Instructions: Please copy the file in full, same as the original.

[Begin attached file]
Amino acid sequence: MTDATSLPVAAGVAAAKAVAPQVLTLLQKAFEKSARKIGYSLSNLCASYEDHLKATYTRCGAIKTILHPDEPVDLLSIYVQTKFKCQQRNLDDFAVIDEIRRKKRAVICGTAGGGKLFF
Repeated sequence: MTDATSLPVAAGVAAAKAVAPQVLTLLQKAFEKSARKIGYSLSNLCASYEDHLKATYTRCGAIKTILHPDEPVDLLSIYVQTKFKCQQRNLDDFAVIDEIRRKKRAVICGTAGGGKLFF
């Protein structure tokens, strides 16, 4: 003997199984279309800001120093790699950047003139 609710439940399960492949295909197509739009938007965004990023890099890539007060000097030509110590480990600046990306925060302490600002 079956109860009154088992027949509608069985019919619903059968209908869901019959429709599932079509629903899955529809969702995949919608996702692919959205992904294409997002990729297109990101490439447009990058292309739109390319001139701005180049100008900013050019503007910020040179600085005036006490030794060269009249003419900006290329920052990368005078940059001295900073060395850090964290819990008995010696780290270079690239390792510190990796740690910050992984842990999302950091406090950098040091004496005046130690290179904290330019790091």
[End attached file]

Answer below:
Amino acid sequence: MTDATSLPVAAGVAAAKAVAPQVLTLLQKAFEKSARKIGYSLSNLCASYEDHLKATYTRCGAIKTILHPDEPVDLLSIYVQTKFKCQQRNLDDFAVIDEIRRKKRAVICGTAGGGKLFF
Repeated sequence: MTDATSLPVAAGVAAAKAVAPQVLTLLQKAFEKSARKIGYSLSNLCASYEDHLKATYTRCGAIKTILHPDEPVDLLSIYVQTKFKCQQRNLDDFAVIDEIRRKKRAVICGTAGGGKLFF
């Protein structure tokens, strides 16, 4: 003997199984279309800001120093790699950047003139 609710439940399960492949295909197509739009938007965004990023890099890539007060000097030509110590480990600046990306925060302490600002 079956109860009154088992027949509608069985019919619903059968209908869901019959429709599932079509629903899955529809969702995949919608996702692919959205992904294409997002990729297109990101490439447009990058292309739109390319001139701005180049100008900013050019503007910020040179600085005036006490030794060269009249003419900006290329920052990368005078940059001295900073060395850090964290819990008995010696780290270079690239390792510190990796740690910050992984842990999302950091406090950098040091004496005046130690290179904290330019790091």